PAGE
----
If you haven’t got a Room 13 already then your school needs one.
We know how much the arts contribute to children’s learning and wellbeing. Yet we don’t always make time for it or give it the high profile it deserves. What is the earth without art? An earth without art is just ‘eh’.
Well, Room 13 is all about art and giving it the space to breathe and inspire. It is a creative hub where children can do amazing things.
Room 13 can sound quite ominous but far from it. This is a door you want to walk through and spend time in. It might sound like the sort of place you get sent to when you are all out of luck but it is the polar opposite.
This is a place of venture and adventure, enterprise and creativity. It is a place that promotes trust, freedom and autonomy.
The idea behind Room 13 started in 1994 with children at Caol Primary School, a Scottish primary school situated in the village of Caol on the shores of Loch Linnhe. They established their own art studio in one of the school’s spare classrooms – Room 13.
The children ran the studio as a business, raising funds to buy art materials and employed a professional Artist in Residence to work with them. Now Room 13 is a model of excellence and something other schools have created. It is now a worldwide network of creative studios and a thriving community of young artists and entrepreneurial thinkers. Caol Primary say,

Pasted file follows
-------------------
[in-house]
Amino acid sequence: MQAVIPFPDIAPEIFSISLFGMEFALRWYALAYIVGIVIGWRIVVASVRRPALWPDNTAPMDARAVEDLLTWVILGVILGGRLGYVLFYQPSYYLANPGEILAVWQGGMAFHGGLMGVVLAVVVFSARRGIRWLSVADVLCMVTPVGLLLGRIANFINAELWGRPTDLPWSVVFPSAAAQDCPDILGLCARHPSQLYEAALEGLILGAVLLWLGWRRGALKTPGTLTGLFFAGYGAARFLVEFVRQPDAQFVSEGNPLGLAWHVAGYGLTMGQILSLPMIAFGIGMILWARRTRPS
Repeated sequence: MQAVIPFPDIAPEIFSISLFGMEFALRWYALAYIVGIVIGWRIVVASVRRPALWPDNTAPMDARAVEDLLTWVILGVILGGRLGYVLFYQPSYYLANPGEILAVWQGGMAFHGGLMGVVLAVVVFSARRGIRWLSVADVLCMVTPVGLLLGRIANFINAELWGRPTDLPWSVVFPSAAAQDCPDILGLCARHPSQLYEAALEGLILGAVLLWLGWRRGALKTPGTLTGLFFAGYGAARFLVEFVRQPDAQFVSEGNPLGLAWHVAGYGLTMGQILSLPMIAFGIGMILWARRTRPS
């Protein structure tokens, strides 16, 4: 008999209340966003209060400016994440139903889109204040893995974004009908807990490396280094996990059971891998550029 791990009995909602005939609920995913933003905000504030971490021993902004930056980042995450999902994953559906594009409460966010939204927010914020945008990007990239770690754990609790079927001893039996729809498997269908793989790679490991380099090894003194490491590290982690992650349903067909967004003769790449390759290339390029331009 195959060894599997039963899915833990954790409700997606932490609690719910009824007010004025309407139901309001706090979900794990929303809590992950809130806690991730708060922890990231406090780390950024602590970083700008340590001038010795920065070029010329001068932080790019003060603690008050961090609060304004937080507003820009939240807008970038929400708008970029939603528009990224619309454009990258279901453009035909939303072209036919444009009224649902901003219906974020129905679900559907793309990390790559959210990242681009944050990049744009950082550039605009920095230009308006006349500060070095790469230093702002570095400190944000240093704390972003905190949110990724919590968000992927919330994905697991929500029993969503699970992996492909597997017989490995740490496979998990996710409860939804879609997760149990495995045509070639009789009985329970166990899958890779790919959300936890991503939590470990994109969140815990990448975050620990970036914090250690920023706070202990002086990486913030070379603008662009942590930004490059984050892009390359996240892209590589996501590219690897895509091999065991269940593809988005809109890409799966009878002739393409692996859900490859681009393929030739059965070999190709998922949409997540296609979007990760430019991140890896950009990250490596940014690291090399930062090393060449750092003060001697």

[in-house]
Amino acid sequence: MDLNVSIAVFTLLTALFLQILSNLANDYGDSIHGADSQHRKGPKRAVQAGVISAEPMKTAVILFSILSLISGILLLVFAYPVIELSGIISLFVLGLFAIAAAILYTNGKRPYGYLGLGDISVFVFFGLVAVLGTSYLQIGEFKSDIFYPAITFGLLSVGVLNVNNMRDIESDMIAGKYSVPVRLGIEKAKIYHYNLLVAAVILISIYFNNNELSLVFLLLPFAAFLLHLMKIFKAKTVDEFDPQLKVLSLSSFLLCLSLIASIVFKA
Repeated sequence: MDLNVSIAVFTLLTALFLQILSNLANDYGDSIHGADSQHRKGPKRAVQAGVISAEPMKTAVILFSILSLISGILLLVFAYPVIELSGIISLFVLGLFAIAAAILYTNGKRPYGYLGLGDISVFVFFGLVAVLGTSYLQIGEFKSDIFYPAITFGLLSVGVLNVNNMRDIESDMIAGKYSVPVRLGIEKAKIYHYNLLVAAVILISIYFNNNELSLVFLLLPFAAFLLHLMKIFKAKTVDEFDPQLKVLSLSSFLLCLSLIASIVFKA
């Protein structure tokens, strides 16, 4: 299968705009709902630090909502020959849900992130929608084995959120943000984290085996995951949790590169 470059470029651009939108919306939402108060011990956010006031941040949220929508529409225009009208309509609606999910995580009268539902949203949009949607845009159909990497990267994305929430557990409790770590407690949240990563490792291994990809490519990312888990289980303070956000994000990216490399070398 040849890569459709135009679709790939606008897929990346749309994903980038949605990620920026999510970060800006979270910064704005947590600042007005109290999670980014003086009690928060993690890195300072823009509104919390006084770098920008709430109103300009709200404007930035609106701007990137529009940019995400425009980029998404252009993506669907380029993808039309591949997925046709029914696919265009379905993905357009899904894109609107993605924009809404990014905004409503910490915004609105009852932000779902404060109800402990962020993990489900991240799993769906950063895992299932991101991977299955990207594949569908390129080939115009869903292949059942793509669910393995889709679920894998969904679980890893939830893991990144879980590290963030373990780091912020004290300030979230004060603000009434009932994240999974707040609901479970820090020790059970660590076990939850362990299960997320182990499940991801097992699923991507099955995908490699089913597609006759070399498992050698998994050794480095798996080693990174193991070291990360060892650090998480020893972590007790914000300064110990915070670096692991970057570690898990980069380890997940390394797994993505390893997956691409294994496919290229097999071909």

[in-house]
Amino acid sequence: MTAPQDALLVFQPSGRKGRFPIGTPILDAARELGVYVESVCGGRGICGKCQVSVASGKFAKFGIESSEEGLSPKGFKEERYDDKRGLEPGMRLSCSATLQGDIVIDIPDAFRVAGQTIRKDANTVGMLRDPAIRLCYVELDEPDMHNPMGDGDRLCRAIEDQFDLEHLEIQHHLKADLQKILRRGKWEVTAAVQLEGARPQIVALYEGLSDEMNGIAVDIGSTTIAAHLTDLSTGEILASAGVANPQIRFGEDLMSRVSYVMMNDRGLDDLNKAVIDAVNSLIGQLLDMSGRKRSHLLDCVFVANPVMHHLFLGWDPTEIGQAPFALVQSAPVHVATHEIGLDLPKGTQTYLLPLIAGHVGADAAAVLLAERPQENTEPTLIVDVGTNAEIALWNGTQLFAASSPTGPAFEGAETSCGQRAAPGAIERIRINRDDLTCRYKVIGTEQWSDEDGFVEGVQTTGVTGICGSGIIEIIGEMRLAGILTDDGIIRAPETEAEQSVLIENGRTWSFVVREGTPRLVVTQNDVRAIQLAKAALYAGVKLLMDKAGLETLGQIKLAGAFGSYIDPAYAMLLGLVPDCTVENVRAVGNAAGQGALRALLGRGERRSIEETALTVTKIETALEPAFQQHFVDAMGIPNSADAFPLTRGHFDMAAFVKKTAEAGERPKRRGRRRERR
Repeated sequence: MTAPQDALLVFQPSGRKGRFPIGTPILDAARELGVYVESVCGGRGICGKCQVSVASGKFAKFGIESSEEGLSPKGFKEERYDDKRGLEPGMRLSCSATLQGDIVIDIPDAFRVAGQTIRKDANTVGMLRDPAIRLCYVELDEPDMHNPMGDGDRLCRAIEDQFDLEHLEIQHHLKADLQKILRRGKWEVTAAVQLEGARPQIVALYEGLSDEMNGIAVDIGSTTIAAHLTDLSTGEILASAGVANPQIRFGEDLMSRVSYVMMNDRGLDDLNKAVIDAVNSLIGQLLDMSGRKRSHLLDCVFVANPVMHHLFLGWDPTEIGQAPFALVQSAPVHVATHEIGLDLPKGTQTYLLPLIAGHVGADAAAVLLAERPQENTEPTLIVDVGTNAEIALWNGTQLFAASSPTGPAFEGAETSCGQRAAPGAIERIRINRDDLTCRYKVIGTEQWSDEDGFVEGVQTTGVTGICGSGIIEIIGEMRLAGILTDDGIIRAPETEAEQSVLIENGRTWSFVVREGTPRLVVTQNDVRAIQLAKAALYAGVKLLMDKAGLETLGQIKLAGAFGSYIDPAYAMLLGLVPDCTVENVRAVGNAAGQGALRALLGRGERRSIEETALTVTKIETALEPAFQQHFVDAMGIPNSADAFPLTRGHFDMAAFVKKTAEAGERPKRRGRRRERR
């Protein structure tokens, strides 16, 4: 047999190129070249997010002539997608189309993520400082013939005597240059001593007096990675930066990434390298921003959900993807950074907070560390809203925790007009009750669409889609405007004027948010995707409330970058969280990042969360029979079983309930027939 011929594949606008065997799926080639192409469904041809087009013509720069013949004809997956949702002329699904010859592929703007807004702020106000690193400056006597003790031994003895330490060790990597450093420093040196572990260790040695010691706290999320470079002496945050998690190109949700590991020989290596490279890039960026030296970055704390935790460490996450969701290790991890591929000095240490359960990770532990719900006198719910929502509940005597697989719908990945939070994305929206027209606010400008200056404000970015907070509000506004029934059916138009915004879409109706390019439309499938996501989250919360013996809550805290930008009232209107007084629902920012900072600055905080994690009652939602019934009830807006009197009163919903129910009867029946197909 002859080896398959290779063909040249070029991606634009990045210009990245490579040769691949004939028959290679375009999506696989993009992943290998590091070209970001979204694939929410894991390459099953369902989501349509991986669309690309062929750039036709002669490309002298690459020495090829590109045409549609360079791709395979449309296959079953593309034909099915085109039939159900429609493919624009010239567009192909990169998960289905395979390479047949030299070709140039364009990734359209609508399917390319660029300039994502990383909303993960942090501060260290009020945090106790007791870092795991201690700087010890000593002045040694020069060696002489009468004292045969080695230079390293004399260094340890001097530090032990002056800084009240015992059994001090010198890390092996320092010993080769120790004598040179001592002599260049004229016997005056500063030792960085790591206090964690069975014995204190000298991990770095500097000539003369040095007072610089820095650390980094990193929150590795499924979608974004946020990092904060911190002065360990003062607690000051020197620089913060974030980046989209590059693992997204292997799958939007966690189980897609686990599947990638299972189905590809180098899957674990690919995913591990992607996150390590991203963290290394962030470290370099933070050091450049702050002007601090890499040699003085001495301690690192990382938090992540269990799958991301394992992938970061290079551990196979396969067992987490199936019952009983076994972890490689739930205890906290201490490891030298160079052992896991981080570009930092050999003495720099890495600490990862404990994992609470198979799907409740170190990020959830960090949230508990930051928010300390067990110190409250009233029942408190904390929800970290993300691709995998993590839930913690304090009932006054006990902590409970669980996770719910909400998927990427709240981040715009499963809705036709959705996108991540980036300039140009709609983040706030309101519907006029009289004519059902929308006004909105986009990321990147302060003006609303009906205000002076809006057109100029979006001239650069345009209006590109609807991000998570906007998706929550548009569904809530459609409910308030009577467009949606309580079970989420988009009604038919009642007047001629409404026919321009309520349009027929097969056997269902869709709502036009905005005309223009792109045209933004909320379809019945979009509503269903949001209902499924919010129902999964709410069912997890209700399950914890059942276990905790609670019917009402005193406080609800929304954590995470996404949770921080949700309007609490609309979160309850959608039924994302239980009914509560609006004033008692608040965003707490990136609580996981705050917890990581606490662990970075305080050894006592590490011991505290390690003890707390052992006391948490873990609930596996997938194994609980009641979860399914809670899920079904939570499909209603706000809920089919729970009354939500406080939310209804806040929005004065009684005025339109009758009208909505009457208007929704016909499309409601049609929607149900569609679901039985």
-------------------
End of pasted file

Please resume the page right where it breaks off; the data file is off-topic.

Anything can happen in Room 13! Over the years, our young artists have produced drawings, paintings, photographs, films, collages, sculptures, poetry, dance, drama, music, sound, performance and much, much more. We have philosophical debates, cut hard-nosed business deals, and welcome guests from around the globe, and around the corner. Being part of a community is one of the most important things that we seek to promote in Room 13.
The clearest articulation of what Room 13 looks like can be found in Mike Fairclough’s superb book Playing with Fire: Embracing Risk and Danger in Schools. Mike is the headteacher at Wise Rise Junior School in Eastbourne where there is a thriving Room 13.
Another source well worth inspecting is the case study report by NESTA. This explains everything you need to know.
A Room 13 is no ordinary room because it is a democratically run studio and run by a management team of children aged between 8 and 11. Every Room 13 is different and there is no prescribed learning agenda or template. In essence, a Room 13 teaches ‘hands on’ skills in art and business and the young artists form an independent self-determining community. It illustrates that children can do things beyond the limited beliefs of their teachers and be resourceful, ambitious and successful.
Caol Primary School’s Room 13 is an extraordinary achievement that embraces artists of all ages and is a magnificent example of how creativity and learning can transform lives.